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Writing begins as an idea which is built on to become a manuscript and later a publication. The process can be a daunting one especially if an author is new in the industry. As such the need to have a vivid picture of what is required in a scientific writing is important. Understanding the structure is also crucial as it determines if the manuscript will be accepted or rejected.

Understanding the components of the paper must be known to everyone interested in such writing. Ideally, the paper contains the Abstract, Introduction, Methods, Results, Discussion, and Conclusion. Moreover, the author must understand what must be included in each section. As such this chapter discusses in detail the components of the manuscript

The Introduction

This section sets the tone of the paper by providing adequate relevant background information and states the problem that the paper seeks to address. It should start as a board concept and in the subsequent sentences narrow down the ideas into specific details. The information here state the impact of the study and should provide enough information to the readers to understand the topic. Citation in this section should be formal and follows the referencing styles available in the scientific fields.

The problem being addressed is known as the knowledge gap. As such the manuscript should elaborate on how the knowledge gap will be addressed. Further, the knowledge gap drives the hypothesis and questions that will be designed in the experiment.

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Methods

This section presents the chronological order of scientific methods used and it gives the reader information on how to recreate your experiment. The procedural steps are taken, the specifics of the equipment used and statistical analysis done by the author should be discussed in this section. If the procedures in your writing use derived from another source, the author should provide detailed steps as from the source and cite the source. Additionally, procedural precautions that were undertaken in the experiment should be documented, for example, the tube was supposed to be centrifuged for 5 minutes, but was actually centrifuged for 1.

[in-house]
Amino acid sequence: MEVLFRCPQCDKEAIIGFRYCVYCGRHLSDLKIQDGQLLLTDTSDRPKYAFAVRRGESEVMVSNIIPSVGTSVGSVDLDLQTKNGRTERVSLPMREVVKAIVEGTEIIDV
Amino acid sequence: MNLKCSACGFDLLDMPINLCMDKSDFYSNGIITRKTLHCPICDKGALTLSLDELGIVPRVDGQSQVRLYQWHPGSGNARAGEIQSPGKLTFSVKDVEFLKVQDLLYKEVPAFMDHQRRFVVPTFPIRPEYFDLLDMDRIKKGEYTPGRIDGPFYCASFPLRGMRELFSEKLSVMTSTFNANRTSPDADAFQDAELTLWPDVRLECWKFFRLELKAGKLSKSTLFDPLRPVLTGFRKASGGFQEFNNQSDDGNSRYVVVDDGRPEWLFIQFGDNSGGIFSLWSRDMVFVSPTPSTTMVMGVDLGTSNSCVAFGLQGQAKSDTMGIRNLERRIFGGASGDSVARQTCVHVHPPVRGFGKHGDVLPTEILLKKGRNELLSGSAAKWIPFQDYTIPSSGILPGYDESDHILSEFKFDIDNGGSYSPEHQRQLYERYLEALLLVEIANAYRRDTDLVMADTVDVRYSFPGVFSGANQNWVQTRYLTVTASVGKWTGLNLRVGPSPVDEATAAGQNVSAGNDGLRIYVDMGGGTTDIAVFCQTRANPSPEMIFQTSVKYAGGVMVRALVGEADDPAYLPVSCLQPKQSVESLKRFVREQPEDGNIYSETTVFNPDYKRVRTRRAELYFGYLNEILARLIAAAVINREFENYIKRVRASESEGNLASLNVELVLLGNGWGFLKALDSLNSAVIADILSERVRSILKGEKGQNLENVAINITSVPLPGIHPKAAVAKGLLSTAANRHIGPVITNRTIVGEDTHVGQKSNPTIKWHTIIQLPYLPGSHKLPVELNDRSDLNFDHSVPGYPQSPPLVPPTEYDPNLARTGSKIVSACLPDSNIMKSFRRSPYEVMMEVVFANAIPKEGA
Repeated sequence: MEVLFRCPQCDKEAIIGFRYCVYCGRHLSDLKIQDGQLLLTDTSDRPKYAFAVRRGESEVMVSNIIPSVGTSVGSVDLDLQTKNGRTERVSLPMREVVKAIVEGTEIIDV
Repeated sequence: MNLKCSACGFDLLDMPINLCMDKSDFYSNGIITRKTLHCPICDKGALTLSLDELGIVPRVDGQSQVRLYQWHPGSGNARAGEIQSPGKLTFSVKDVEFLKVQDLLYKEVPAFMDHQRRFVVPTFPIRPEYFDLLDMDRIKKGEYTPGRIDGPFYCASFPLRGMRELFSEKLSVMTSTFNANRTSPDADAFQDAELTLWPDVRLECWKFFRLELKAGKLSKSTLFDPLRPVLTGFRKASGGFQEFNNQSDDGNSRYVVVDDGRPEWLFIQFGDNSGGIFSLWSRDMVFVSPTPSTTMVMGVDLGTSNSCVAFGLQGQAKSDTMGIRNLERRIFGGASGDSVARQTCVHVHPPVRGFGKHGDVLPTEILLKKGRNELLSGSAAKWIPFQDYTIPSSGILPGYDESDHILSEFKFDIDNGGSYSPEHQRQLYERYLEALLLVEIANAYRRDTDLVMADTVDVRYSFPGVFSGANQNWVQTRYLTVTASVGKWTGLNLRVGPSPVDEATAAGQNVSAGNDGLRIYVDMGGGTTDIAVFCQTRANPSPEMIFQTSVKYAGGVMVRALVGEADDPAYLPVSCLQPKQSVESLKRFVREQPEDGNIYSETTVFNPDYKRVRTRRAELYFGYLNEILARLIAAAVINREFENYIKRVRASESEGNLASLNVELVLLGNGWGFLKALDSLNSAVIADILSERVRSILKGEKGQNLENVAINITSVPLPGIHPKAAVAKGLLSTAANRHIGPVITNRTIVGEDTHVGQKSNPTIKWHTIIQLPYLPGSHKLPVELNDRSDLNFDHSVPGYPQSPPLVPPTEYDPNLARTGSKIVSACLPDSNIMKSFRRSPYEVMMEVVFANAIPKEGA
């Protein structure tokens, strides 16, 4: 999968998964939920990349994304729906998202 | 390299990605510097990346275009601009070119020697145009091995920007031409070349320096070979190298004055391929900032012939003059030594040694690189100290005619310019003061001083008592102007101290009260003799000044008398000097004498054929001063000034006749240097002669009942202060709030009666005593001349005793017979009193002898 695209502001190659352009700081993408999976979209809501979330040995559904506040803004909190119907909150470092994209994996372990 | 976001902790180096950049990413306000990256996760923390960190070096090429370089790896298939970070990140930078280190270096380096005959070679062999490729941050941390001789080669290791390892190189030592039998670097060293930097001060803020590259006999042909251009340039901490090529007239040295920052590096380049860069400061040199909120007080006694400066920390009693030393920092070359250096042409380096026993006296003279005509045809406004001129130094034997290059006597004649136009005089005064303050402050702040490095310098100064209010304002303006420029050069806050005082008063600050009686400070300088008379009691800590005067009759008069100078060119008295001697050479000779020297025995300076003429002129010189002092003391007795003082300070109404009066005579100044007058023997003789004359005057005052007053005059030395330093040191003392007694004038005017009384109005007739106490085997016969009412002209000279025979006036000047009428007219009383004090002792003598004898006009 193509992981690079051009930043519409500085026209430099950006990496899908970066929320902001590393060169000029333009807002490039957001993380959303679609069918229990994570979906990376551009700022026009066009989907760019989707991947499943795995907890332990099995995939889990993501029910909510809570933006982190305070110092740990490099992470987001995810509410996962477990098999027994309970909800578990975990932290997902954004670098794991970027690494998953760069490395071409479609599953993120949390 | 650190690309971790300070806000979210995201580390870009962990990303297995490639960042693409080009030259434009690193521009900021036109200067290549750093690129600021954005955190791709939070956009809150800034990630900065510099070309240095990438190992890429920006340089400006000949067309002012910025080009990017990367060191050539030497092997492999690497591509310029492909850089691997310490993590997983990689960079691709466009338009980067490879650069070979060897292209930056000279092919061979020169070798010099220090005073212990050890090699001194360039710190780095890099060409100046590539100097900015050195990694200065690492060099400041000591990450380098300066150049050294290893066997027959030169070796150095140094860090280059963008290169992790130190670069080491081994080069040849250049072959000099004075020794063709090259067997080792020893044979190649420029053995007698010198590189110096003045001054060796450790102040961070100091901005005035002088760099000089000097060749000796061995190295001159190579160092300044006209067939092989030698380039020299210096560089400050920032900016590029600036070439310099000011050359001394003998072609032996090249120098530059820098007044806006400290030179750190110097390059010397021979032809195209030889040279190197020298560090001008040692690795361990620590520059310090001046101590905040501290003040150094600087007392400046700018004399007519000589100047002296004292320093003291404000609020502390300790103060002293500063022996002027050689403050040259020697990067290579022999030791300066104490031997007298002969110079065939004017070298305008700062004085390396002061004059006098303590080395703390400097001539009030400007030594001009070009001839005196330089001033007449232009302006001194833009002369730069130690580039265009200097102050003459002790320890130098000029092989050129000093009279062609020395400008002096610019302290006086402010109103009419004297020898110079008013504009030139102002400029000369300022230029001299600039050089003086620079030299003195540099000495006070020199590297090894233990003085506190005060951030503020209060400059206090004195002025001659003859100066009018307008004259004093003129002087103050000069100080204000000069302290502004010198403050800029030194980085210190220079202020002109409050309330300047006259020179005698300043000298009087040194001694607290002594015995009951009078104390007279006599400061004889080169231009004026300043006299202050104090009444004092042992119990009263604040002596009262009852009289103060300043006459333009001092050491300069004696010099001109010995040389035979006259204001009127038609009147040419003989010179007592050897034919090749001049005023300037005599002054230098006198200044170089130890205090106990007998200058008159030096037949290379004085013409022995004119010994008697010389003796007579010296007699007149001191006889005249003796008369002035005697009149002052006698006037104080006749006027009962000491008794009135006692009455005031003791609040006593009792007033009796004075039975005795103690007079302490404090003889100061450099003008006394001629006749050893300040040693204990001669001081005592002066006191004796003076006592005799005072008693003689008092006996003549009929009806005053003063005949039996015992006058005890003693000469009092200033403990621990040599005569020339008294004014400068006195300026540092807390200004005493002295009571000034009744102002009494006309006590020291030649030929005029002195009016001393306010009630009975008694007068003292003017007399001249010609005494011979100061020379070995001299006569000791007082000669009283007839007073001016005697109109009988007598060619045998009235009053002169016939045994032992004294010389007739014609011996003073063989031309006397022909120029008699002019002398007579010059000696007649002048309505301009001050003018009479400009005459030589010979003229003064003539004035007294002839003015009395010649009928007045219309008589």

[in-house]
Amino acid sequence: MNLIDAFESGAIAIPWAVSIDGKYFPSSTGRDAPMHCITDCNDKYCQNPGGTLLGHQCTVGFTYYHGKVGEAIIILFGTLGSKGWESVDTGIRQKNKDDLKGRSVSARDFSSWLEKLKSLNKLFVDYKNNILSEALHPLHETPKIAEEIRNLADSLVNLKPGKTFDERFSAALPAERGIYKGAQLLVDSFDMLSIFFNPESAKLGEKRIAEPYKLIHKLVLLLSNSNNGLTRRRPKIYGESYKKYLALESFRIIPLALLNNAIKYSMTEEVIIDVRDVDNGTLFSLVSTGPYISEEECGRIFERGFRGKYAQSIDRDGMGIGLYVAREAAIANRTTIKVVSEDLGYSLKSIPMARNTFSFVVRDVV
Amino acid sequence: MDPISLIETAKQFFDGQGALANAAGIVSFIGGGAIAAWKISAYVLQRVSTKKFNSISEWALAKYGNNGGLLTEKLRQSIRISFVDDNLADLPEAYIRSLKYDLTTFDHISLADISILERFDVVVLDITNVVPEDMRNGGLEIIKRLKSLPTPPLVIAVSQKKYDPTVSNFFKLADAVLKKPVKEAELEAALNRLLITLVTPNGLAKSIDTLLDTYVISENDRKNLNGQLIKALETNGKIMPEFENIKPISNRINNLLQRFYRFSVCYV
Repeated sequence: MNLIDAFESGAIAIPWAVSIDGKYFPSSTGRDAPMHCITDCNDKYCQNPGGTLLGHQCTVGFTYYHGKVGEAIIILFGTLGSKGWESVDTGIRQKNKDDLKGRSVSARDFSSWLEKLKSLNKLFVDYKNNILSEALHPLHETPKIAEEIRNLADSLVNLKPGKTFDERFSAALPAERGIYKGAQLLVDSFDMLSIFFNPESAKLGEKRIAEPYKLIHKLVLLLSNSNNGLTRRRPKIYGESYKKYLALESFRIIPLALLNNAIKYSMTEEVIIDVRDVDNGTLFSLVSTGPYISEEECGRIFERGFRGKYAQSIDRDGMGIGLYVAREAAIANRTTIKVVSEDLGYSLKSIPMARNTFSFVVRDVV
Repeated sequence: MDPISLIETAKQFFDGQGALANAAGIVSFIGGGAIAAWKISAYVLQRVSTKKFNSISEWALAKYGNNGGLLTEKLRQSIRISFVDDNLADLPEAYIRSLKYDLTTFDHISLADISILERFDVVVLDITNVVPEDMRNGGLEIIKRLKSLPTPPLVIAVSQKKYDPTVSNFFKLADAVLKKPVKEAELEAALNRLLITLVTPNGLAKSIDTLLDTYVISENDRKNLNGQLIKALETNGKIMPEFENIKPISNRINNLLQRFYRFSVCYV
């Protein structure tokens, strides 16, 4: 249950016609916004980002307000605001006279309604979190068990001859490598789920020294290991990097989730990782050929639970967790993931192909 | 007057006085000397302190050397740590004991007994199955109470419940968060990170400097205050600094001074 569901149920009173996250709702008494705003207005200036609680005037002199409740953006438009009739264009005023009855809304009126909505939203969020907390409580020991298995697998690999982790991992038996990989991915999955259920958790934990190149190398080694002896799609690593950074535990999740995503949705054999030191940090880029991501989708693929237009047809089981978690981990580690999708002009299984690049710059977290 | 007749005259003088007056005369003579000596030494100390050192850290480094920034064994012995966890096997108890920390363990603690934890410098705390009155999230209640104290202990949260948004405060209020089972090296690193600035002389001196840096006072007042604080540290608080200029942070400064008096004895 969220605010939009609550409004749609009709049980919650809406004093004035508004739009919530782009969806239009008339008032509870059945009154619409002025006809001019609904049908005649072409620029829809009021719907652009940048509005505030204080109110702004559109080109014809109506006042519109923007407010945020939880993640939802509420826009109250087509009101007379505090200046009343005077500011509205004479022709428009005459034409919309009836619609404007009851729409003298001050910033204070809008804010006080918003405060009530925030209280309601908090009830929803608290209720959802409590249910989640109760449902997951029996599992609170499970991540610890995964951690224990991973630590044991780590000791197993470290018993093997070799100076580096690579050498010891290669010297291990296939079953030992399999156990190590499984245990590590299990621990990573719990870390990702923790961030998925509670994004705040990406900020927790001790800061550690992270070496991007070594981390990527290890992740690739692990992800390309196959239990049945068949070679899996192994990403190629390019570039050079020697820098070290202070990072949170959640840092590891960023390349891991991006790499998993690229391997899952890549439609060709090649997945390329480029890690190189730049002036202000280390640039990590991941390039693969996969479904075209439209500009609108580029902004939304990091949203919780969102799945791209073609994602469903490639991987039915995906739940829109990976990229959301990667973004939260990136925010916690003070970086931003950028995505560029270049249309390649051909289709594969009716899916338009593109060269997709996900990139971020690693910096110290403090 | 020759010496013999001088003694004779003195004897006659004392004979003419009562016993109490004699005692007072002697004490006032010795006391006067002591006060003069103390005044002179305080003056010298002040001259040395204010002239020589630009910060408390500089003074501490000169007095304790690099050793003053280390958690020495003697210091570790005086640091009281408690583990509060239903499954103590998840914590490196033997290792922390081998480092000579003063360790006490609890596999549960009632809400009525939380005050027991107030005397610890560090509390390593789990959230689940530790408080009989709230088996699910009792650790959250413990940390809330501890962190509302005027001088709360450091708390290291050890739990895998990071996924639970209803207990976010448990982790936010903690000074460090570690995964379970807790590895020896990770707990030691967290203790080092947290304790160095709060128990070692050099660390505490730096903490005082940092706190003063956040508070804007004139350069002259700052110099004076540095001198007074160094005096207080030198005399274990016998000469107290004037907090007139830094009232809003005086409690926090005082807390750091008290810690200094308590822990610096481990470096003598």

Results

This section presents the key finding in an objective manner and sets the ground for the discussion section. It will include graphs, tables, figure and data that are necessary for interpreting your observation. The author summarizes each result using a descriptive statement and referring to corresponding tables, figures, and illustrations. Depending on how complex the study is, results should be presented as a series discussing each finding rather than an all-round finding.

It is important that the author discusses the finding from a scientific perspective rather than in a statistical manner. Statistical tests are credible in elaborating observed differences but fail to give meaning to the data generated from the study. Instead, the data is translated in scientific term while referring to statistical results as supplementary information or even in parenthesis.

Discussion and
Conclusion

Here the author interprets the results obtained from the experiment. Moreover, it should tire the introduction and the result sections. Ideally, the author should start by documenting the main findings in your manuscript. The discussion section restates the knowledge gap and discusses how the manuscript addresses the problem.

Further the section address the hypothesis and research question with specific evidence from the results. The explanations for ambiguous results should be clearly explained. Moreover, your explanation should provide clear opportunities for future research. However, this discussion should be concrete by referring to your results to support each of the interpretation. The conclusion, on the other hand, should summarize the outcome of the manuscript in a way that incorporates new insights or frames interesting questions that arose as a result of your research.